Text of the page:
Students voice gun control views

Wisconsin case sparks new conversations

De Anza High School students have strong opinions about gun control and about recent cases across the United States in which guns were utilized. 

Firearms have been a cause of political conflict in the United States going back centuries to the inclusion of the Second Amendment into the Constitution.

The recent and repeated spate of killing by guns has created new pressure on lawmakers to enact laws restricting the accessibility and usage of guns. Nothing has been done so far. 

A recent spark to this conversation has been the Kyle Rittenhouse case. Rittenhouse was a 17-year-old male who fatally shot two people and wounded a third protests in Kenosha, Wisconsin, in 2020. Rittenhouse claimed that he was in fear for his life when he shot and killed Joseph Rosenbaum, 36, and Anthony Huber, 26, and shot and injured Gaige Grosskreutz, 26.

Prosecutors said that Rittenhouse, then underage, had willingly chosen to carry a deadly assault-style rifle into a dangerous environment and had murdered two people and injured another in a reckless manner. However, his lawyers claimed Rittenhouse had acted self-defense. 

 “Legal experts said prosecutors relied too heavily on video evidence that was difficult to interpret and witnesses who offered testimony that at times seemed to bolster Rittenhouse’s case,” according to an article from National Public Radio.

The jury ruled in favor of the defendant, acquitting Rittenhouse of all charges. This caused a lot of stir of controversy among observers across the country.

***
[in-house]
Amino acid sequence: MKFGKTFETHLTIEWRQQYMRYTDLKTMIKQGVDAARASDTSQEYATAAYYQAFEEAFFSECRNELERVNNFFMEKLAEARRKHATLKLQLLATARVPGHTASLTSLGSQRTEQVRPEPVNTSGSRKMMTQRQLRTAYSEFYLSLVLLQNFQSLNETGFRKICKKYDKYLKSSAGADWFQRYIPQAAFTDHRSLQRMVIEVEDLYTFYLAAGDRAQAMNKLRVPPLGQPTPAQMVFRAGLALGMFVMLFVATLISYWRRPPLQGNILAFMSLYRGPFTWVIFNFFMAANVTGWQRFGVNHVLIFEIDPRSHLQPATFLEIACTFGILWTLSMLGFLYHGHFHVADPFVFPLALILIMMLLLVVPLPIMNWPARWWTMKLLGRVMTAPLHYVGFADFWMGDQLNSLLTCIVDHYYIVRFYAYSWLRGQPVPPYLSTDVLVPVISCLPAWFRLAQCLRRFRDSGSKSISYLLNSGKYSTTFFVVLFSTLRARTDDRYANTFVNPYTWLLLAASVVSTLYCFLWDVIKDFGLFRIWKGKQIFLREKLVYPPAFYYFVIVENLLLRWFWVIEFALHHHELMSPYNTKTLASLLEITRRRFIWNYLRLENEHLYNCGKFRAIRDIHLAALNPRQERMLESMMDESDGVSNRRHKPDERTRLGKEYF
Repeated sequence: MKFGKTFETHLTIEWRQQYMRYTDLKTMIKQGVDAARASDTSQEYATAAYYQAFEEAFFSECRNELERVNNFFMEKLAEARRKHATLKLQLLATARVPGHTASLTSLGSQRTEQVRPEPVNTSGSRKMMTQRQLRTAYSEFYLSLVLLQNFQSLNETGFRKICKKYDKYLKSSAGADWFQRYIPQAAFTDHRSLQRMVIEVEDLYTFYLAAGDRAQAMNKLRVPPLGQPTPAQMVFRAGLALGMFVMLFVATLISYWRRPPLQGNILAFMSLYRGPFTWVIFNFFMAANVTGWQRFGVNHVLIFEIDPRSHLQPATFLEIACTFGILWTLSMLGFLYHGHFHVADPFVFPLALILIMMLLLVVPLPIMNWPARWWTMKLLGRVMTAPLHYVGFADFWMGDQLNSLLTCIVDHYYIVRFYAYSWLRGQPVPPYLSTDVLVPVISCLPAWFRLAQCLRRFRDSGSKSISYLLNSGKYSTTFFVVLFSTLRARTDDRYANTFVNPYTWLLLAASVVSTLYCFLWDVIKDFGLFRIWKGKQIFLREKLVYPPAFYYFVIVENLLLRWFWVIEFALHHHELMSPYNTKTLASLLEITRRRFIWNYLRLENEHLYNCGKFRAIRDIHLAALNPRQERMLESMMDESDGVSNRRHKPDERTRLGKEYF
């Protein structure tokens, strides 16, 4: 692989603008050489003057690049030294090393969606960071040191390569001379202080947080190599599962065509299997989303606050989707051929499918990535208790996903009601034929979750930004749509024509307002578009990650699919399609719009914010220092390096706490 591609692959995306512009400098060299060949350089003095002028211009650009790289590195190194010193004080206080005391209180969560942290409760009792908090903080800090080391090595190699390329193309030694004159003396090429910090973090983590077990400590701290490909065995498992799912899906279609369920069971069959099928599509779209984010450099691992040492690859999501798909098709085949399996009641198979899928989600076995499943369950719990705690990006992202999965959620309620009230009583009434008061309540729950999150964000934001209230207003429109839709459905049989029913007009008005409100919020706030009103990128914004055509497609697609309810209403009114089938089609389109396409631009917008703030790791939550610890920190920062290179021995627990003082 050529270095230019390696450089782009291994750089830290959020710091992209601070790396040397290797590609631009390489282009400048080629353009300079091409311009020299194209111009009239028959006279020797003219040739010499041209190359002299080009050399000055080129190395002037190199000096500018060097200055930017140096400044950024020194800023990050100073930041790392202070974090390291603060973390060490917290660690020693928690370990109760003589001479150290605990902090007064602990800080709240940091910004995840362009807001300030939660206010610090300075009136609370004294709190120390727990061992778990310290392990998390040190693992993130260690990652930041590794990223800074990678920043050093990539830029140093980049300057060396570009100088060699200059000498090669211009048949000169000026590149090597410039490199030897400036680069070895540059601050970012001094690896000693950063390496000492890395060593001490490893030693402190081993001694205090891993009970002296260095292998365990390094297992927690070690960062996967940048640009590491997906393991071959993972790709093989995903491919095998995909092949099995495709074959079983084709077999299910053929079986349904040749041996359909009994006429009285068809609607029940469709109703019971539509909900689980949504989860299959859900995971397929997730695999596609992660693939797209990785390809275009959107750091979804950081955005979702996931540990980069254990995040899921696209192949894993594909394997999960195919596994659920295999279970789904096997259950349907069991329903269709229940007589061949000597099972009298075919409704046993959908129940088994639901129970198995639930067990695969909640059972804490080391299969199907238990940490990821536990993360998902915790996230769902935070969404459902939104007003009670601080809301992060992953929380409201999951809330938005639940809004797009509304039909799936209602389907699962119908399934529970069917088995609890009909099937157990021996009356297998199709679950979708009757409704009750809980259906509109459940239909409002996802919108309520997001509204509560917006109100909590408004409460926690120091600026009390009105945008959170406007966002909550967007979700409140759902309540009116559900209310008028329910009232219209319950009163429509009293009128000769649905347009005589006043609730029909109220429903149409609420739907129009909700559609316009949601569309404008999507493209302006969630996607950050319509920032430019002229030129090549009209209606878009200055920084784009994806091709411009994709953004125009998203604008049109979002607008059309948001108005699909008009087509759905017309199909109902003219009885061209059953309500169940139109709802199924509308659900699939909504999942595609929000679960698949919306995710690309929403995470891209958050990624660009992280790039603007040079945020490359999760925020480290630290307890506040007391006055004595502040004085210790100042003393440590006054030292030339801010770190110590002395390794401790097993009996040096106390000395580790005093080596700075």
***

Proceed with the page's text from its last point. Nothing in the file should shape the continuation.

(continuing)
My classmates at De Anza High School have formed their own opinions on the matter. I presented 12 students with the question, “Do you agree with the jury’s decision?” All 12 students firmly chose to disagree with the acquittal. 

Taran Madhar, a De Anza junior, said that “self-defense was far-fetched and not exactly applicable.” While he believes that the ruling was incorrect, his opinion on gun rights is still undecided. 

To my next question, “Should guns be banned from sale,” only eight De Anza students answered “yes.” The primary reasoning for the people who answered “no” was to provide self-defense against those already owning guns. 

I prompted another De Anza junior, Evan Browne, with the question “What steps do you think we can take in gun control, and do you think the Second Amendment protects the right to carry guns in public?” 

Browne believes that the first step in gun control would be increasing the difficulty of getting a gun permit. He thinks “carrying guns in public is unnecessary and shouldn’t be allowed by an amendment meant primarily for self-defense of one’s own property.” He explained that although self-defense rights must be protected, there should be laws designated “to lower the amount of murders.” 

Students at De Anza High School have developed their own interpretations of gun rights and recent gun cases. Many agree that gun control needs to be tightened.